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Using Bracketing

Bracketing  As a Means of Avoiding Impasse at Mediation
by: Bob Stripling
    At the beginning of the mediation process the settlement positions of the parties are invariably at opposite ends of the spectrum.  In the early stages, no one wants to give much ground or reveal their bottom line, for fear of being undercut.  This often results in discouragement and distrust on both sides.  
    Typically plaintiff’s opening demand is viewed as unrealistic by the defense.  This causes the defense to counter with an equally unreasonable offer, designed  to “send a message” to the plaintiff.  As a mediator, I frequently hear both sides begin to posture, sometimes with threats that it will be a short mediation if the other side doesn’t begin to get realistic. What ensues from that point is a series of minuscule moves on the part of both parties.  Hours can pass with very little progress, engendering greater discouragement, and often anger. When this occurs, the mediator is put in the position of having to do all he can just to keep the parties there, and make whatever meager progress can be made.  
    When the parties get this bogged down, it is clear that the mediation is going nowhere unless a different approach is taken to break the impending impasse.  The issue becomes how to narrow the range between these divergent positions.  This is where “bracketing” can be helpful as a tool to get parties in a realistic zone where settlement may be possible. Bracketing is a method of negotiating the ranges.  It occurs when one party proposes that he will move to a certain position, if the other party will reciprocate by moving to a different position that brings the parties closer together.  For instance, let’s assume that plaintiff’s opening demand was $500,000, and the defendant responded with an offer of $50,000.  The negotiations sputter along, with each side making several small moves which result in the plaintiff being at $480,000 and defendant at $55,000, after a couple of hours of both sides moving at a snail’s pace.  
    At this point, the mediator might encourage the defense to propose a bracket to the plaintiff.  In our example, the defendant proposes that he will move to $100,000 if the plaintiff will correspondently move to $250,000.  At this point, several options are available to the plaintiff.  He may choose to accept the defendant’s bracket of $100,000 to $250,000. Alternatively, he can propose a new bracket or move back to demanding hard numbers.  Let’s assume he proposes a new bracket which would, of course, be in a range more favorable to his position.  For example, he might propose he will go to $400,000 if the defense will move to $200,000.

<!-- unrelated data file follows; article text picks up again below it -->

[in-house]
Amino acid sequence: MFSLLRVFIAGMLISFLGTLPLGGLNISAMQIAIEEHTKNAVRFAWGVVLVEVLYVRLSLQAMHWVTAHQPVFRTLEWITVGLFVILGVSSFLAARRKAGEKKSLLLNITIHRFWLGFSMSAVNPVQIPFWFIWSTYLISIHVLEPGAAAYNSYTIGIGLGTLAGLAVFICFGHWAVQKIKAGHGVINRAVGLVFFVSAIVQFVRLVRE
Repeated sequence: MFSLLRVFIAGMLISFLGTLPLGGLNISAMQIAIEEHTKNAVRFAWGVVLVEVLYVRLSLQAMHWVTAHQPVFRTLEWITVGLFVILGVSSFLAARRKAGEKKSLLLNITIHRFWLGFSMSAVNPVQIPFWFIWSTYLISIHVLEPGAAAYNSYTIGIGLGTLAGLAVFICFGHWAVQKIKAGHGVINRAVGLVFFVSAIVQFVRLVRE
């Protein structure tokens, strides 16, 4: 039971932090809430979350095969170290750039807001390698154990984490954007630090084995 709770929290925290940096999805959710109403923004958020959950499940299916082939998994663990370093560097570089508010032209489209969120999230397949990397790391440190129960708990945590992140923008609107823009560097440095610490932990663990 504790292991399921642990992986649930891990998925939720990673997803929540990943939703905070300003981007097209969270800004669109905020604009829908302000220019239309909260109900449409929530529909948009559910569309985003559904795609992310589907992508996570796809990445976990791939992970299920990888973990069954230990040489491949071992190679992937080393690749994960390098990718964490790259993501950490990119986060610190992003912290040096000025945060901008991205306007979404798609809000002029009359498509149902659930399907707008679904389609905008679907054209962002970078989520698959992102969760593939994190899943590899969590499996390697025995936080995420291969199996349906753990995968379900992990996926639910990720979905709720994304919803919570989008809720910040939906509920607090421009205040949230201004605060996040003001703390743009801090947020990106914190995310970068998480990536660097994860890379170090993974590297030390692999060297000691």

By comparing the numbers before bracketing started with the new brackets, it is clear that the parties are already beginning to make progress by bracketing.  Before bracketing, plaintiff was at $480,000 and the defense was at $55,000, making the difference between the two positions $425,000.  However, after bracketing started, both sides moved substantially closer to each other, even though neither side has accepted the other’s bracket.  The defense bracket would put the parties $150,000 apart and the plaintiff’s bracket would put them $200,000 apart.  
    The numbers that each side was willing to propose begin to tell the story about where they really believe the case could settle.  Both the mediator and the parties may want to look at the mid-point of each party’s proposed bracket.  To arrive at the mid-point of the defense bracket, you would add $100,000 and $250,000, giving a total of $350,000, then divide that number by two, getting a mid-point of $175,000.  The same can be done with the plaintiff’s bracket by adding $200,000 and $400,000, equaling $600,000, then dividing that number by two, to arrive at a mid-point of $300,000.  Now the parties’ positions are much closer.  When reading the numbers, each side has sent the other a signal about where he or she believes the case could really settle.  
    Although “mid-points” give an indication of where each side may believe the case could settle, it should not necessarily be interpreted as the number where that party would be willing to resolve the case.  However, it is the best information that the parties have about where each other are willing to go.  Therefore, brackets can produce very valuable information for both sides.  What each side does with that information is obviously critical.  The options may include continuing the bracketing process, in an attempt to close the gap.  Alternatively, the parities could revert to hard numbers.  
    In most cases, the defense has evaluated the case before it comes to mediation, and has a firm idea about how much it is willing to pay in order to settle the case.  It is the task of the plaintiff to find out what that number is by continuing to negotiate towards that point.  Sooner or later, each side will invariably discover where his opponent is willing to go. From there, the parties need to see if they can bridge the gap through continued negotiations, or simply walk away.  Most often, with the help of the mediator, the parties are able to reach a resolution.  
    Bracketing has proven to be a very effective tool for getting the parties into a range of numbers where settlement can be achieved.  Through negotiating the ranges, the parties are often able to ultimately reach a settlement during the mediation process.